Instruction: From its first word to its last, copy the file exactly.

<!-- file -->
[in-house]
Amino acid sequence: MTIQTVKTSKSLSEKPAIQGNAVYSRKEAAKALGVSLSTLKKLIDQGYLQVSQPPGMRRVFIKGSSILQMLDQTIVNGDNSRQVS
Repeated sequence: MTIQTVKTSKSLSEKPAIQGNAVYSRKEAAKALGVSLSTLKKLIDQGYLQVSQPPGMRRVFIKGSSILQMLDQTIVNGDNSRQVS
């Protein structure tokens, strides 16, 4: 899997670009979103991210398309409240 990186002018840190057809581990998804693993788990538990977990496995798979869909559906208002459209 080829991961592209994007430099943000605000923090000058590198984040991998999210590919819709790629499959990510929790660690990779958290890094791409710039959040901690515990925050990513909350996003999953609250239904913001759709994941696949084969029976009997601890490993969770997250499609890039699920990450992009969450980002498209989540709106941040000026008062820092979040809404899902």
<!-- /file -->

[in-house]
Amino acid sequence: MTIQTVKTSKSLSEKPAIQGNAVYSRKEAAKALGVSLSTLKKLIDQGYLQVSQPPGMRRVFIKGSSILQMLDQTIVNGDNSRQVS
Repeated sequence: MTIQTVKTSKSLSEKPAIQGNAVYSRKEAAKALGVSLSTLKKLIDQGYLQVSQPPGMRRVFIKGSSILQMLDQTIVNGDNSRQVS
């Protein structure tokens, strides 16, 4: 899997670009979103991210398309409240 990186002018840190057809581990998804693993788990538990977990496995798979869909559906208002459209 080829991961592209994007430099943000605000923090000058590198984040991998999210590919819709790629499959990510929790660690990779958290890094791409710039959040901690515990925050990513909350996003999953609250239904913001759709994941696949084969029976009997601890490993969770997250499609890039699920990450992009969450980002498209989540709106941040000026008062820092979040809404899902």